Monday, March 09, 2009

Emasculating Bunny

Gary Schwartz, (writing in the Arts Fuse,) recently read, and extremely enjoyed Upton Sinclair's Oil and was very excited to see the Paul Thomas Anderson film "There will be blood..." for the first time.

I should have known better from the start. The first sentence of Oil! reads: “The road ran, smooth and flawless, precisely fourteen feet wide, the edges trimmed as if by shears, a ribbon of grey concrete, rolled out over the valley by a giant hand.” This was too lyrical for Anderson, but also too ordered. There are hardly any roads at all in There will be blood, and those there are are not smooth. They’re not even paved. Anderson shows his oilman hero and his son – a son adopted illegally; Sinclair’s was born in an unhappy marriage – bumpily raising dust on a dirt road running beside a railroad track. The difference tells a lot. Sinclair is writing about a country in the grasp of consumer rapture, whose manufactured beauties look like nature itself. Anderson wants rawness and a society-less world.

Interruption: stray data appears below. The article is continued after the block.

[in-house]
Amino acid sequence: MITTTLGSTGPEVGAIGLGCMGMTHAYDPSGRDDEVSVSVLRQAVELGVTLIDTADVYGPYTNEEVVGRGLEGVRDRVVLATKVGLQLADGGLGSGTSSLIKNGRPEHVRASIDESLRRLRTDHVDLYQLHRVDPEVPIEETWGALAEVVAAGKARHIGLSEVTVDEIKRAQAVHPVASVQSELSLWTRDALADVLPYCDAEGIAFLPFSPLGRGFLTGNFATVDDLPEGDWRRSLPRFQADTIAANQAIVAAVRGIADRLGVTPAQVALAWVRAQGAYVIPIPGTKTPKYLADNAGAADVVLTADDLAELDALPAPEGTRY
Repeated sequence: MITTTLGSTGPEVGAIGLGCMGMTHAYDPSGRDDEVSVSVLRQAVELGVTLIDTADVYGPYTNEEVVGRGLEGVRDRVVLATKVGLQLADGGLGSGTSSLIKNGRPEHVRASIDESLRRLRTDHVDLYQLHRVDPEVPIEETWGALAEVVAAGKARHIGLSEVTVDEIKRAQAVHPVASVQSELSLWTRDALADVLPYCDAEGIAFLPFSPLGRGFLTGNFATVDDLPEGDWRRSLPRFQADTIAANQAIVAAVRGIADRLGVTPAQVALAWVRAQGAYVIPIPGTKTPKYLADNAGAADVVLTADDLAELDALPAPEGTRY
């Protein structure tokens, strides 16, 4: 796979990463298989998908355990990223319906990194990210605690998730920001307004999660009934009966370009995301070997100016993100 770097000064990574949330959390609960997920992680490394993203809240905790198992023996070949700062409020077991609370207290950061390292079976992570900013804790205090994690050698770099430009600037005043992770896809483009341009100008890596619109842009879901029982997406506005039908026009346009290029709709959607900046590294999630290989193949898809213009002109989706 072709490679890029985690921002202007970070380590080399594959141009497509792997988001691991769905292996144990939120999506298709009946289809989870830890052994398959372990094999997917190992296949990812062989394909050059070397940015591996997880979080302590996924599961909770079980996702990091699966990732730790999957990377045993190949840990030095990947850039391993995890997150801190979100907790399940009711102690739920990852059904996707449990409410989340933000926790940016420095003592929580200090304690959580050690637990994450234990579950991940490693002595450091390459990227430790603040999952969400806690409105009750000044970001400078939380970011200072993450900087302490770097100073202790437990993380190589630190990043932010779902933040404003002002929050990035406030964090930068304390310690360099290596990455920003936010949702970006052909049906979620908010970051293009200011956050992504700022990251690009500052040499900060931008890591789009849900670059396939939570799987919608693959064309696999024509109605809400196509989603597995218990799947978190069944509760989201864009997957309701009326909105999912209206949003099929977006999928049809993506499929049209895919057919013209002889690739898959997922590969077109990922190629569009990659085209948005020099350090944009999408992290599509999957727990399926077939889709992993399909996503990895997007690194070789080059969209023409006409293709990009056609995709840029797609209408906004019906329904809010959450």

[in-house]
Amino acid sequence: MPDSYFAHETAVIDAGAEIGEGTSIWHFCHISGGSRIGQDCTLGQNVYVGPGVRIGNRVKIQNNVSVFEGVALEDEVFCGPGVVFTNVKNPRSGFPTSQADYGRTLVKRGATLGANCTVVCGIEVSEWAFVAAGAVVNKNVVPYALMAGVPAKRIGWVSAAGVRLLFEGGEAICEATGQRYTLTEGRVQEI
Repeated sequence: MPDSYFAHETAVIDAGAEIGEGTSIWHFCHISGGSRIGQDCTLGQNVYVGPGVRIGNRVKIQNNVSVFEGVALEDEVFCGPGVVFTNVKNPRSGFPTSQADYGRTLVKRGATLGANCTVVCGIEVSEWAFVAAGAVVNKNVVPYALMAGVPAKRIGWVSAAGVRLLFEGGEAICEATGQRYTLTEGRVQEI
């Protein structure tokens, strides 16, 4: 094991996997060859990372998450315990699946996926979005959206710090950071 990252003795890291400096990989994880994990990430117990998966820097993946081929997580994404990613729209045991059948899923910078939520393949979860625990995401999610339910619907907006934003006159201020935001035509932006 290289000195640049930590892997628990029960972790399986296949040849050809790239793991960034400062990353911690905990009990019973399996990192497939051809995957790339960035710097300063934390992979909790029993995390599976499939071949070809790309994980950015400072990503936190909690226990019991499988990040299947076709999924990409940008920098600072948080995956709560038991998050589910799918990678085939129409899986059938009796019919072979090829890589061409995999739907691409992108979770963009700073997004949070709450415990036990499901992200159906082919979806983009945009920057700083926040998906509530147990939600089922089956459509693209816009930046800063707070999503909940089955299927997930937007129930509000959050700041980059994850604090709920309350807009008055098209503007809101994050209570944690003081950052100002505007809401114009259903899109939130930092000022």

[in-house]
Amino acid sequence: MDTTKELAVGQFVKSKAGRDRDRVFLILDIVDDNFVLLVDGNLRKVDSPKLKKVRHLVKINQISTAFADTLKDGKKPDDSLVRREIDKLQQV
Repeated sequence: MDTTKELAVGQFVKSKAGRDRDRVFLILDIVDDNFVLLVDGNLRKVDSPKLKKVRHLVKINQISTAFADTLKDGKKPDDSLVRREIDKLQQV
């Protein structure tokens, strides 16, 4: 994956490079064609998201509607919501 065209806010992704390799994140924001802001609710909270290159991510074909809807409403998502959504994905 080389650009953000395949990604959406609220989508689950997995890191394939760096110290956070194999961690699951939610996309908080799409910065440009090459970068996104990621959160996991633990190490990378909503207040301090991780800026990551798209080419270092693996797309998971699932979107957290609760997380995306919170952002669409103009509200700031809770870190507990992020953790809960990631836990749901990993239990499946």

Still, I was jubilant that a half-forgotten book of this importance and quality had been filmed with such flair. That is, until characters and incidents came into the picture that aren’t in the book. First I doubted my memory. How could I have forgotten that the son lost his hearing in a dynamite blast set off to save a well? How senile can I be, not remembering just a few months after reading the book that the father was conned by a man who pretended to be his long-lost brother? It was only when the father killed the fake brother that I knew that I was being conned by Anderson.


Shwartz goes on to outline how Anderson's film completely purges Sinclair's novel of one of its most important elements: Socialism.

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